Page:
The world has not seen this much tumult for a generation. The once-heralded Arab Spring has given way almost everywhere to conflict and repression. Islamist extremists commit mass atrocities and threaten civilians throughout the Middle East and parts of Asia and Africa. Cold War-type tensions have revived over Ukraine, with even a civilian jetliner shot out of the sky. Sometimes it can seem as if the world is unraveling.
Many governments have responded to the turmoil by downplaying or abandoning human rights. Governments directly affected by the ferment are often eager for an excuse to suppress popular pressure for democratic change. Other influential governments are frequently more comfortable falling back on familiar relationships with autocrats than contending with the uncertainty of popular rule. Some of these governments continue to raise human rights concerns, but many appear to have concluded that today’s serious security threats must take precedence over human rights. In this difficult moment, they seem to argue, human rights must be put on the back burner, a luxury for less trying times.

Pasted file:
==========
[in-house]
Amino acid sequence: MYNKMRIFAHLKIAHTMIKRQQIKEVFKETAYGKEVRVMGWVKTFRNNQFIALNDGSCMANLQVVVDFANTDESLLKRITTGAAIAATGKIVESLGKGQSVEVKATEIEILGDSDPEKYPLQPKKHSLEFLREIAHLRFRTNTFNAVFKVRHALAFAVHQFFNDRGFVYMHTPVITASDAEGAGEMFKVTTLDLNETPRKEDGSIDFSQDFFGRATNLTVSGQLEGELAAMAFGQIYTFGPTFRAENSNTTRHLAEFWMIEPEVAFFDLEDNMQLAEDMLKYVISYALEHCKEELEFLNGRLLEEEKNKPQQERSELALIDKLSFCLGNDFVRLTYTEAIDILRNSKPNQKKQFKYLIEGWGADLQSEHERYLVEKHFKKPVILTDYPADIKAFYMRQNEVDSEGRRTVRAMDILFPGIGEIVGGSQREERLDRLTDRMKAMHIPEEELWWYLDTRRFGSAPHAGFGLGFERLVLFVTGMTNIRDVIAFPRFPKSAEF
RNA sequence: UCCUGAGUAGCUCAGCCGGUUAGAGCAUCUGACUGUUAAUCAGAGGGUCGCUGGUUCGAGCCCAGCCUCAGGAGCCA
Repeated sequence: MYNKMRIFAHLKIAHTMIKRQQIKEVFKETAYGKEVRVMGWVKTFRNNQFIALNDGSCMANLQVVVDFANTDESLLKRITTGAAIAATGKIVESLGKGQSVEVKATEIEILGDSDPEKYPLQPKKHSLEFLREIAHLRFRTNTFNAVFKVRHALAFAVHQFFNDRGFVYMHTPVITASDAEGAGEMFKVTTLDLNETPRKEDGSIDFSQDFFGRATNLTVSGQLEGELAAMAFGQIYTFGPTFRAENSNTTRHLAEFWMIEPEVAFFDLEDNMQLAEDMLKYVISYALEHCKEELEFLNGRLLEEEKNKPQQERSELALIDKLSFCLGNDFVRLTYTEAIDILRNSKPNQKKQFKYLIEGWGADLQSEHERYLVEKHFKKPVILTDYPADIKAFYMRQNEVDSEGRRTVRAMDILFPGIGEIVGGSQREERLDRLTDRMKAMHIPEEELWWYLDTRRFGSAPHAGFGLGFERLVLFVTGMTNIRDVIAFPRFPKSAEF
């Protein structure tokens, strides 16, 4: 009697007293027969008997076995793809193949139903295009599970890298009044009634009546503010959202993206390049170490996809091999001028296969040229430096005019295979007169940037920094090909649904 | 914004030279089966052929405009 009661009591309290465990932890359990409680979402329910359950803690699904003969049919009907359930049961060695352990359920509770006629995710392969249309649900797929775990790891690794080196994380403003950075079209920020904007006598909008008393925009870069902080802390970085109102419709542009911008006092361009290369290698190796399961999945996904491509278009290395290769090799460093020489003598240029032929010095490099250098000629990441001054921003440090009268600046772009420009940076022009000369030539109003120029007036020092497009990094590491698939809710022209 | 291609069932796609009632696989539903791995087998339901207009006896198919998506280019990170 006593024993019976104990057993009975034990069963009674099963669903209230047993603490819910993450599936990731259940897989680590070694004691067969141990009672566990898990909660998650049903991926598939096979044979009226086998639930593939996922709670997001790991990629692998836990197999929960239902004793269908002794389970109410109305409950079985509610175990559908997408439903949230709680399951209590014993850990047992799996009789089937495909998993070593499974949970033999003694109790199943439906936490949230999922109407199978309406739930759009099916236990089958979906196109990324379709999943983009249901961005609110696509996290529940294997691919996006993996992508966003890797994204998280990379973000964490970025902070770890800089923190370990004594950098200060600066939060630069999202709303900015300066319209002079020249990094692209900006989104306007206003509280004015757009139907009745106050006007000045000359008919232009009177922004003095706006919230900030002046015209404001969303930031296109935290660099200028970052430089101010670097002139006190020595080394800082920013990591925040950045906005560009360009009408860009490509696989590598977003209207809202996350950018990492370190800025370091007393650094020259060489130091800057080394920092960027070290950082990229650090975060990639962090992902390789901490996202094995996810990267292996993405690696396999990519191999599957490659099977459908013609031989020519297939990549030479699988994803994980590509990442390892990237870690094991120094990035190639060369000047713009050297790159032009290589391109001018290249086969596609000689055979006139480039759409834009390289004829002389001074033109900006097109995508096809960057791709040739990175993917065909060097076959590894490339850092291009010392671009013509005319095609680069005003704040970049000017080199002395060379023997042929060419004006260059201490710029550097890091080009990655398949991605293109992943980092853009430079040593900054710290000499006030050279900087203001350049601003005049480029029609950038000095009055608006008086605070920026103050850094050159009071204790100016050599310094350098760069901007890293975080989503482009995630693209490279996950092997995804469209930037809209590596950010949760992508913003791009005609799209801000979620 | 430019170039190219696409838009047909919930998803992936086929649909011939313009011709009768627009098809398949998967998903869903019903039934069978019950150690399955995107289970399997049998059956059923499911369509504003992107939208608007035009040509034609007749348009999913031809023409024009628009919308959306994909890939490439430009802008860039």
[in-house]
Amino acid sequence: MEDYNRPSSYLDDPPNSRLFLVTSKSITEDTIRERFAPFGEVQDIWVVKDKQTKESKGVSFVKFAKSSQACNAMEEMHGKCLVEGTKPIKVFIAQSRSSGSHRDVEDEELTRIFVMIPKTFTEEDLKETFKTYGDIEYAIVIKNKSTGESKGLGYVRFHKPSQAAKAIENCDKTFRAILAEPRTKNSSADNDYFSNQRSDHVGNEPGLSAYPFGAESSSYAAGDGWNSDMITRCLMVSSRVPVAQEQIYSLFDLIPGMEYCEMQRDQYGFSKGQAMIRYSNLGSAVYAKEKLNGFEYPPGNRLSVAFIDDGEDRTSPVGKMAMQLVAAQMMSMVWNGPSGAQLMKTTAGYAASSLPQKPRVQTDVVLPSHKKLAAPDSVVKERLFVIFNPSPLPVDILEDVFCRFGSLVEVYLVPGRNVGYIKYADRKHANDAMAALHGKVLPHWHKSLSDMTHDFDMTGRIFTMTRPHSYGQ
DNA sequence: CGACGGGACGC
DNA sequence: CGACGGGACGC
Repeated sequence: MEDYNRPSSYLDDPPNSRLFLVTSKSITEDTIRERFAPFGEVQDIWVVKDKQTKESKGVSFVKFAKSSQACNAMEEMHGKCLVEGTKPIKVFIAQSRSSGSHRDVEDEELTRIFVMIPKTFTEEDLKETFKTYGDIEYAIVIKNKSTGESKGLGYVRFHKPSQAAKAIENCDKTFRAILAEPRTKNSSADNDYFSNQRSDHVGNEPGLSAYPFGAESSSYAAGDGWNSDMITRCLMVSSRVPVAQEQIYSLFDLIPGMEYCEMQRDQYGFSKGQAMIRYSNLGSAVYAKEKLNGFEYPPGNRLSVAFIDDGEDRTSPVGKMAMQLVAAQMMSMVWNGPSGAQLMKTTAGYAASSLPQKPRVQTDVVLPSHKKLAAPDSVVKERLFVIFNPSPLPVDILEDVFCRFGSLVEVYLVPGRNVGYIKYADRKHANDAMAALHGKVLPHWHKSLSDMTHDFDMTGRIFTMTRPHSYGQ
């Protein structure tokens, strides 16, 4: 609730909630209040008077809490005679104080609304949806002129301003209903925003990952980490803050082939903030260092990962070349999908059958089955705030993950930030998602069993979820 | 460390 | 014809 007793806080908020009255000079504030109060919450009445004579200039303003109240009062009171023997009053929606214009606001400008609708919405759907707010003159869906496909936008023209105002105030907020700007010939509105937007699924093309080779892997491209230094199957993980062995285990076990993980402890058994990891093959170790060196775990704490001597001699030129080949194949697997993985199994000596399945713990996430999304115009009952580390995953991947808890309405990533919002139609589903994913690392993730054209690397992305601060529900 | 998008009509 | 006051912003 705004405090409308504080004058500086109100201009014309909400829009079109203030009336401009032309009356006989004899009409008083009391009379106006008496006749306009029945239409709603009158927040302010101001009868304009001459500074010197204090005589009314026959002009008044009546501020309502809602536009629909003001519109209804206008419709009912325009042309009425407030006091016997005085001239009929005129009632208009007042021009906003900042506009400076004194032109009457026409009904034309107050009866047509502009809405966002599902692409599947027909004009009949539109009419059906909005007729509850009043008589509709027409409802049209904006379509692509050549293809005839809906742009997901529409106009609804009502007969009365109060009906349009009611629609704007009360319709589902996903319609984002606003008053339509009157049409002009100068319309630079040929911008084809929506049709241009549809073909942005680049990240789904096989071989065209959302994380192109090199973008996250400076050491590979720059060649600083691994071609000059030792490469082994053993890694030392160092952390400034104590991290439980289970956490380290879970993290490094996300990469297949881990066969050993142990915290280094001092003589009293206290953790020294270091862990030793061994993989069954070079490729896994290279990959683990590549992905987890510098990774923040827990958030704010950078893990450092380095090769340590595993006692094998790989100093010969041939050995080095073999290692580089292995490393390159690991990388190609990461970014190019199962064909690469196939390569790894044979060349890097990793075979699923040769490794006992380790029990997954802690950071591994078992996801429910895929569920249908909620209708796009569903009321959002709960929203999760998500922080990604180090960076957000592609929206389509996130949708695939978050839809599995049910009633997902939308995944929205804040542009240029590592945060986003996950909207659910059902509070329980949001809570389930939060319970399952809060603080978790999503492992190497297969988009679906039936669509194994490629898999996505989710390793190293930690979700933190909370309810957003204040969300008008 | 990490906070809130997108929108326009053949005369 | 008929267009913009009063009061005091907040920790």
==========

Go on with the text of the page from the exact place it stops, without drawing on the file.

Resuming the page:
That subordination of human rights is not only wrong, but also shortsighted and counterproductive. Human rights violations played a major role in spawning or aggravating most of today’s crises. Protecting human rights and enabling people to have a say in how their governments address the crises will be key to their resolution. Particularly in periods of challenges and difficult choices, human rights are an essential compass for political action.